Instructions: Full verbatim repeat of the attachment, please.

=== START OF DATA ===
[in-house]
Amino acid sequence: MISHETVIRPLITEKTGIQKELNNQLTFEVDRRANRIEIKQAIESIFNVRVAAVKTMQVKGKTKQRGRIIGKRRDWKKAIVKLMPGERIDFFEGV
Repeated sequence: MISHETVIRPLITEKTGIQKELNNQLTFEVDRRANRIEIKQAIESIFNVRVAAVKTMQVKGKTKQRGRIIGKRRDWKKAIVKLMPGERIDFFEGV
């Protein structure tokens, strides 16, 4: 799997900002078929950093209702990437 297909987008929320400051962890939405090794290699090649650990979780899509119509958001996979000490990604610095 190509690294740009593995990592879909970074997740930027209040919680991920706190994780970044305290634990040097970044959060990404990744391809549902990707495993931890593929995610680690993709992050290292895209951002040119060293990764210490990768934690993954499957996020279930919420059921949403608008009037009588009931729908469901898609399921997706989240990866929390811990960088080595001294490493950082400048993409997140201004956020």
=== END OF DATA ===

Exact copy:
[in-house]
Amino acid sequence: MISHETVIRPLITEKTGIQKELNNQLTFEVDRRANRIEIKQAIESIFNVRVAAVKTMQVKGKTKQRGRIIGKRRDWKKAIVKLMPGERIDFFEGV
Repeated sequence: MISHETVIRPLITEKTGIQKELNNQLTFEVDRRANRIEIKQAIESIFNVRVAAVKTMQVKGKTKQRGRIIGKRRDWKKAIVKLMPGERIDFFEGV
């Protein structure tokens, strides 16, 4: 799997900002078929950093209702990437 297909987008929320400051962890939405090794290699090649650990979780899509119509958001996979000490990604610095 190509690294740009593995990592879909970074997740930027209040919680991920706190994780970044305290634990040097970044959060990404990744391809549902990707495993931890593929995610680690993709992050290292895209951002040119060293990764210490990768934690993954499957996020279930919420059921949403608008009037009588009931729908469901898609399921997706989240990866929390811990960088080595001294490493950082400048993409997140201004956020």